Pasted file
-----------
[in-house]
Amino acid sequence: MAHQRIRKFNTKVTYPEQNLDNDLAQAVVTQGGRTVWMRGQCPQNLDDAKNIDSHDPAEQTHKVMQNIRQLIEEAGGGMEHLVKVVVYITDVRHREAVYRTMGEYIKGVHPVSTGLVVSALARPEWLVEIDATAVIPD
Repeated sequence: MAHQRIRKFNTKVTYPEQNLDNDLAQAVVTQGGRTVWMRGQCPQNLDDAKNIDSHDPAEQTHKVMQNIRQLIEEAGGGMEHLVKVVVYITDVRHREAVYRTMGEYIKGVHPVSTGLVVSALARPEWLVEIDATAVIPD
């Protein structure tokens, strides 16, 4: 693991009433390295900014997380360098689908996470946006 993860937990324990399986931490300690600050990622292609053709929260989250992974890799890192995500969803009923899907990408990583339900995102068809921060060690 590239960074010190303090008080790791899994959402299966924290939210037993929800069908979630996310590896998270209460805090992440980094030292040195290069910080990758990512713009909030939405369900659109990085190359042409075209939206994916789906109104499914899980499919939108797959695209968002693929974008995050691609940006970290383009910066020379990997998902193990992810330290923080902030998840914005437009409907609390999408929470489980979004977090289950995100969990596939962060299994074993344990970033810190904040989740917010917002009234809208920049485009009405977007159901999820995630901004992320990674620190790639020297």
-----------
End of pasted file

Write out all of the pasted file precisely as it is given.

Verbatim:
[in-house]
Amino acid sequence: MAHQRIRKFNTKVTYPEQNLDNDLAQAVVTQGGRTVWMRGQCPQNLDDAKNIDSHDPAEQTHKVMQNIRQLIEEAGGGMEHLVKVVVYITDVRHREAVYRTMGEYIKGVHPVSTGLVVSALARPEWLVEIDATAVIPD
Repeated sequence: MAHQRIRKFNTKVTYPEQNLDNDLAQAVVTQGGRTVWMRGQCPQNLDDAKNIDSHDPAEQTHKVMQNIRQLIEEAGGGMEHLVKVVVYITDVRHREAVYRTMGEYIKGVHPVSTGLVVSALARPEWLVEIDATAVIPD
């Protein structure tokens, strides 16, 4: 693991009433390295900014997380360098689908996470946006 993860937990324990399986931490300690600050990622292609053709929260989250992974890799890192995500969803009923899907990408990583339900995102068809921060060690 590239960074010190303090008080790791899994959402299966924290939210037993929800069908979630996310590896998270209460805090992440980094030292040195290069910080990758990512713009909030939405369900659109990085190359042409075209939206994916789906109104499914899980499919939108797959695209968002693929974008995050691609940006970290383009910066020379990997998902193990992810330290923080902030998840914005437009409907609390999408929470489980979004977090289950995100969990596939962060299994074993344990970033810190904040989740917010917002009234809208920049485009009405977007159901999820995630901004992320990674620190790639020297």